Beyond MIPS and APMs: Everything else you should know about MACRA
The Medicare Access and CHIP Reauthorization Act of 2015, or MACRA, is getting a lot of press these days—and deservedly so. The bipartisan legislation is responsible for many key moves in Medicare payments, including repealing the Sustainable Growth Rate (SGR) and stabilizing Medicare payments for physicians by securing positive updates through 2019 and again in 2026 and beyond.
In our last post, we reviewed the two tracks MACRA designated that will determine Medicare payments beginning in 2019, the Merit-Based Incentive Payment System (MIPS) and Alternative Payment Model (APM) participation. But MACRA has also finalized a number of other key provisions related to quality measure development, extensions for various Medicare programs, other health related funding extensions, and the Children’s Health Insurance Program (CHIP).
Since reading through the details of a several hundred page law is not everyone’s cup of tea, we have outlined some of the key provisions that were finalized in MACRA that physicians and other healthcare industry professionals should know about.
Quality measurement and Medicare extender provisions
- $30 million in funding a year from FY 2015 through FY 2017 was designated for the National Quality Forum to support quality measure endorsement, input, and selection.
- $15 million per year from FY 2015 to FY 2019 could go to physicians, physician groups, and the Physician Consortium for Performance Improvement (PCPI) to support quality measure development.
- Funding was finalized through September 30, 2017, for Medicare education through State Health Insurance Programs, Area Agencies on Aging, Aging and Disability Centers, the National Center for Benefits Outreach and Enrollment, and other programs.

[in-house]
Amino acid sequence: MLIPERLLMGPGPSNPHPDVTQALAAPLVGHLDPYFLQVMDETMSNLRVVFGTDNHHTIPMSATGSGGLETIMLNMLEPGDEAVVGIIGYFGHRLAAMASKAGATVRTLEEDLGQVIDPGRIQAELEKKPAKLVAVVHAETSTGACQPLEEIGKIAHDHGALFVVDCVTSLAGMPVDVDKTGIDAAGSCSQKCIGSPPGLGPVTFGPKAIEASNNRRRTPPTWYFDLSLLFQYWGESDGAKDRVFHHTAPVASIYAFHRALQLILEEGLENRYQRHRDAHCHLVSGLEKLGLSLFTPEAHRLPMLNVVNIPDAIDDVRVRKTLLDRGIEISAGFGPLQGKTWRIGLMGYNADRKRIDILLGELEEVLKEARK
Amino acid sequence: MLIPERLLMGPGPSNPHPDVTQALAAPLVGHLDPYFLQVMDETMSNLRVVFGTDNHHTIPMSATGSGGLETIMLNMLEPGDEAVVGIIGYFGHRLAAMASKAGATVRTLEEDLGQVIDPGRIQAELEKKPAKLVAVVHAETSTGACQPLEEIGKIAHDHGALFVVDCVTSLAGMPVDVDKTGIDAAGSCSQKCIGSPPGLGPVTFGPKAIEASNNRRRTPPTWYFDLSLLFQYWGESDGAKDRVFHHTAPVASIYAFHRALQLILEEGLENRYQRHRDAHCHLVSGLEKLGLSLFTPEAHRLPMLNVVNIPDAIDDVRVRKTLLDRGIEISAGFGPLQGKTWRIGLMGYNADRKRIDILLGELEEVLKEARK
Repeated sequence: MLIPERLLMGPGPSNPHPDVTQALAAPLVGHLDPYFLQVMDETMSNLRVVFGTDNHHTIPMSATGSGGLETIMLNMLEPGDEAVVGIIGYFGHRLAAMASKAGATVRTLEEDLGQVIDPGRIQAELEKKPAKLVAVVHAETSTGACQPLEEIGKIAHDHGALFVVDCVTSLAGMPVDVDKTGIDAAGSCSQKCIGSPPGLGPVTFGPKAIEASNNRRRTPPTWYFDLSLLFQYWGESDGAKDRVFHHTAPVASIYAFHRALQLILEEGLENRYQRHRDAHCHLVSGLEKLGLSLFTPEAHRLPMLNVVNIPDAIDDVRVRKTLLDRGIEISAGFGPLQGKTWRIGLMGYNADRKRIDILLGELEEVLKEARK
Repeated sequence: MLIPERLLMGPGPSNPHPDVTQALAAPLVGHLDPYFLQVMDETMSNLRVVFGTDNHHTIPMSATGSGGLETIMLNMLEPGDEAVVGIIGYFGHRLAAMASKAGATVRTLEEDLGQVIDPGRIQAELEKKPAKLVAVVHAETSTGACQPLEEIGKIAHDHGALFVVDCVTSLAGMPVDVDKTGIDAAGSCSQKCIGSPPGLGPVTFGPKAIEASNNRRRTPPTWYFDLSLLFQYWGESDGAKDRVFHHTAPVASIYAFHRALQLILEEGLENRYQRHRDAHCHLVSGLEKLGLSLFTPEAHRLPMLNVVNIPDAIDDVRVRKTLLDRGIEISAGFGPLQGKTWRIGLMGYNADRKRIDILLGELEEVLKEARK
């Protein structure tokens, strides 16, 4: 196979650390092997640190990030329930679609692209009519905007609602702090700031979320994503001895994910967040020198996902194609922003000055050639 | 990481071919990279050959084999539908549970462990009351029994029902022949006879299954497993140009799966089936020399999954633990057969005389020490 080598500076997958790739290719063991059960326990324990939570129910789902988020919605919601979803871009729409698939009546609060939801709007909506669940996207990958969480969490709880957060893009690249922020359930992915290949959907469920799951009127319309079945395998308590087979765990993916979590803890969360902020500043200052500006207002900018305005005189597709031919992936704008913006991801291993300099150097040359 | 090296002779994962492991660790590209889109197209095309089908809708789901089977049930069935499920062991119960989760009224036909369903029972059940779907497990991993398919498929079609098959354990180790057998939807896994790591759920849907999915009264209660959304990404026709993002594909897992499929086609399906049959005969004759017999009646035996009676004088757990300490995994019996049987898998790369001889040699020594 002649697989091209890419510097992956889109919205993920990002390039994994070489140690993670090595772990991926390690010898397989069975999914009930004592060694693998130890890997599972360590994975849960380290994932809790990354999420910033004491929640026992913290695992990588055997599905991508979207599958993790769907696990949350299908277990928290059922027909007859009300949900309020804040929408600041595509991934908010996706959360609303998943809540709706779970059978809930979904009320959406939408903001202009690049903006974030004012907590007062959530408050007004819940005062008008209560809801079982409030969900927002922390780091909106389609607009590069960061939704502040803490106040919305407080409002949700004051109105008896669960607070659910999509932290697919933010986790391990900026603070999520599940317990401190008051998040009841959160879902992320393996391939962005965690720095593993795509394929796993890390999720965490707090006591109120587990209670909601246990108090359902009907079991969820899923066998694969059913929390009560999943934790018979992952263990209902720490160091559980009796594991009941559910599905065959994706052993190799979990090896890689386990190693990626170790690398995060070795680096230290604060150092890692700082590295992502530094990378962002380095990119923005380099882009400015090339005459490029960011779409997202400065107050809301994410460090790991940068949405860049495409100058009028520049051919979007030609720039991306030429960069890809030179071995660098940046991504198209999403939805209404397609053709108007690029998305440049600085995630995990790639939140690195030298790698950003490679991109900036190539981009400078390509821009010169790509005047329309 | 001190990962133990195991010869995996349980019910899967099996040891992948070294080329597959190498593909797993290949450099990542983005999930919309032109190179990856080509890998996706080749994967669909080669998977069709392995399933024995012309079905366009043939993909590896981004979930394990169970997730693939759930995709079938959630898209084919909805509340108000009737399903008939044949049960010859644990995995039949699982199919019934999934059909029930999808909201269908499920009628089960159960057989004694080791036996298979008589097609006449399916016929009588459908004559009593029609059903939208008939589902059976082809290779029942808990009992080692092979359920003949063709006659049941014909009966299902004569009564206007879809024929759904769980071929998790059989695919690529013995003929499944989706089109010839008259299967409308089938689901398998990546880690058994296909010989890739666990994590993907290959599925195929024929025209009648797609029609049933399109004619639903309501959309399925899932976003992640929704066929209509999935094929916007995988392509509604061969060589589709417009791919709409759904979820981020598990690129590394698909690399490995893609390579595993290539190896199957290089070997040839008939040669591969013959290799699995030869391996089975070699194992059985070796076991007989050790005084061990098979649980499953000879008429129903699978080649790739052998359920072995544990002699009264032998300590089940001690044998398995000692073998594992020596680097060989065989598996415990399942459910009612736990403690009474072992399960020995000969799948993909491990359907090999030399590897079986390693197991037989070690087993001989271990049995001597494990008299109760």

- The 3% add-on for home health services in rural areas was extended until January 1, 2018.
Other health extender provisions
- The qualifying individual program that subsidizes Medicare Part B premiums for beneficiaries earning 120-135% of federal poverty levels is now permanent.
- Funding was extended through FY 2017 for the Type I Diabetes and Type II Indian Health Service programs.
- Funding was extended through FY 2017 for family-led organizations to serve other families of children with disabilities and other special health care needs.
- States will not be able to begin recovering third-party liability settlements and judgments received by Medicaid beneficiaries until October 1, 2017.
Children’s Health Insurance Program (CHIP) provisions
- The CHIP program has funding expanded for two years, through FY 2017. CHIP is currently serving over 8 million children and low-income pregnant women, the Child Enrollment Contingency Fund, and the qualifying states option that lets states expand Medicaid to children using CHIP funds.
- Funding was extended through FY 2017 for the childhood obesity demonstration project and the pediatric quality measures program.
Medicare beneficiary reforms and other cost offsets
- Medicare beneficiaries with higher incomes will start paying more premium costs (under Medicare Parts B and D) starting in 2018. These will be subject to inflation adjustments beginning in 2020.
- A 3.2% increase in the base rate for inpatient hospital payments (scheduled for fiscal year 2018 under the American Taxpayer Relief Act of 2012) will instead be phased in at 0.5% per fiscal year, from 2018 through 2023.
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